In 2012, Harvard Business Review named the job of data scientist the “sexiest job of the 21st century”. One definition of a data scientist is the hybrid of a data management specialist and quantitative analyst. While this type of job is relatively new, thousands of data scientists are starting to pop up at both start-ups and well-established organizations. What these companies understand is that they are receiving information in varieties and volumes like never before that they need to make sense of it all for organizational success.

Three of the 10 future work skills highlighted in The University of Phoenix report are directly related to the role of the data scientist:

  1. Computational thinking: ability to translate vast amounts of data into abstract concepts and to understand data-based reasoning.
  2. Sense-making: ability to determine the deeper meaning or significance of what is being expressed.
  3. Cognitive load management: ability to discriminate and filter information for importance, and to understand how to maximize cognitive functioning using a variety of tools and techniques.

Knowing the basics of Microsoft Office will not be enough in the future. Job postings will now include required skills such as statistical analysis and quantitative reasoning. The role of the data scientist is in high-demand, from government agencies to technology companies to consulting and research firms seeking out candidates in this field. Whether you’re looking to change careers or just getting into college and need to pick a major – check out data science, it is the sexiest job after all.

Futurize Your Skills!

Photo credit: www.biocomicals.com

22 Mar

Emotional Intelligence: Why Do I Need It?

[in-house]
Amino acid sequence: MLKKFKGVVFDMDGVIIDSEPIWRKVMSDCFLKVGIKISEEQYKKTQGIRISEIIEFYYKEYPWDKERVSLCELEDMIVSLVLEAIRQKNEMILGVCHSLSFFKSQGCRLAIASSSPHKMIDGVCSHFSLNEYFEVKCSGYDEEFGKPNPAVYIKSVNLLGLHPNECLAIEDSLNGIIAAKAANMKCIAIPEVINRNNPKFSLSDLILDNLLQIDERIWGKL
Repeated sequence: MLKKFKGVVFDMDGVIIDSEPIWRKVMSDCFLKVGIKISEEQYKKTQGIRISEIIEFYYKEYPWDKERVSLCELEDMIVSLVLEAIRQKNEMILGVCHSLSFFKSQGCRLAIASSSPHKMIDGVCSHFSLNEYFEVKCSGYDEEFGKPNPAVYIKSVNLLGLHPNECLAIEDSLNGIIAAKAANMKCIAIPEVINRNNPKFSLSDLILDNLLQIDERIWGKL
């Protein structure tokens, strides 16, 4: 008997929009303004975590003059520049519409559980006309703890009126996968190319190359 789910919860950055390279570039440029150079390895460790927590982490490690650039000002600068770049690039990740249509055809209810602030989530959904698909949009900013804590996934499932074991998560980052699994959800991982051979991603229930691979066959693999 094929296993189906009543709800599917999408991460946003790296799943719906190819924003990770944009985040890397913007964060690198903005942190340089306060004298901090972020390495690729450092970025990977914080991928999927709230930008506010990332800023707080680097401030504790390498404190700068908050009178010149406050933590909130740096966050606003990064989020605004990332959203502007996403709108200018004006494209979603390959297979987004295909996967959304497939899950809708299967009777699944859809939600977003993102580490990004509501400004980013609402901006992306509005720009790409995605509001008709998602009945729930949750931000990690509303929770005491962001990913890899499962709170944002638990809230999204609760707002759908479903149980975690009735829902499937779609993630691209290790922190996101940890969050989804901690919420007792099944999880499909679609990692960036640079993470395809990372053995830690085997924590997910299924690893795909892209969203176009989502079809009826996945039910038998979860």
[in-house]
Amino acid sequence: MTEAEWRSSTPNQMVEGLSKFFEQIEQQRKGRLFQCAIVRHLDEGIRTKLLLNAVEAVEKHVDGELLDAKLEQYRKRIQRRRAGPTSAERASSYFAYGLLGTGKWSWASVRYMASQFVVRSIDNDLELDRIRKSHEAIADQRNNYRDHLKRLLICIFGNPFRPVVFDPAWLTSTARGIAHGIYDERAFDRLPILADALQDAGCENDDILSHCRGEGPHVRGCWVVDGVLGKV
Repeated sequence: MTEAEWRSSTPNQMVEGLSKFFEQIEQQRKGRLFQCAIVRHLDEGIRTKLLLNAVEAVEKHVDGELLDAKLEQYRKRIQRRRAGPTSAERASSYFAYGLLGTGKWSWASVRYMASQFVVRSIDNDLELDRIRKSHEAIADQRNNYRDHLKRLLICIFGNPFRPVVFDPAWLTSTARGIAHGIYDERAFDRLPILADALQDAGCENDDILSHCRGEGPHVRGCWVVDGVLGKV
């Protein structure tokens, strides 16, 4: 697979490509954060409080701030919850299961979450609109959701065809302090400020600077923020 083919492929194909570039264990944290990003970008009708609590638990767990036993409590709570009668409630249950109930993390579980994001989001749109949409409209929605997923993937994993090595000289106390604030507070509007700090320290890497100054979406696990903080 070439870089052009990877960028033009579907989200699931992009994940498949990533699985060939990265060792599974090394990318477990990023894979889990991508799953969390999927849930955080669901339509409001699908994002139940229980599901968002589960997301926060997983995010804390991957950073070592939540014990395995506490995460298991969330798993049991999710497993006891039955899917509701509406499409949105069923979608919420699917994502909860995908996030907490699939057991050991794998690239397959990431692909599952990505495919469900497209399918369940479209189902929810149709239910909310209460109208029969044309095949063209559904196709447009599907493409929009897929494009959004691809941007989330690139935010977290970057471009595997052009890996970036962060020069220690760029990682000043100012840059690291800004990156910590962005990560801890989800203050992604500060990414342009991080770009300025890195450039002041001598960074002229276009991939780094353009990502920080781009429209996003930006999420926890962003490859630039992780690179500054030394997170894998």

Blog No Comments by Mary-Frances Winters

emotional intelligenceMany of us think that we need to become an expert in our chosen field, whether it be nursing, engineering, writing, plumbing, programming, etc. And that is true. However, being the best at the “technical” aspects of your job will not be enough for the future. According to a report conducted by The University of Phoenix, there are 10 skills that we will all need to succeed in the future and none of them have to do with being an expert in your field.  They are all related to our ability to grasp and work with complex ideas, to innovate and work with people who are different from ourselves. This month LTAW will feature the skills named in the report and give you ideas for how you can attain these additional abilities.

Stephen Covey Quote EQ

One of the key skills for the future is emotional intelligence.  Behavioral scientists say that the level of one’s emotional intelligence is more accurate in predicting career success than is technical knowledge.

Emotional intelligence (EI or sometimes referred to as EQ) can be defined as a learned ability to identify, experience, understand, and express human emotions in healthy and productive ways. EI operates on a personal level through our own thoughts and behaviors and at a group level through our interactions with others.

Based on Daniel Goleman’s  groundbreaking work in the area of EQ, he identified four areas as shown below.

Emotional Intelligence Model

Ask yourself these questions:

  • Can I always explain my actions?
  • Do others see me as I see myself?
  • Do I stay calm in the midst of chaos?
  • Do I get easily irritated?
  • Do I genuinely care about how others feel?
  • Do I get along well with all of my co-workers?
  • Do I often get stressed?

If you get stressed often, cannot always explain your behavior or cannot say that you get along well with co-workers, you may not have a high EQ.

Emotional intelligence is a strong predictor of job performance, according to a study conducted at Virginia Commonwealth University.  So you should definitely not just concentrate on your technical skills. Hone those emotional ones as well if you want to succeed on the job.

Futurize Your Skills!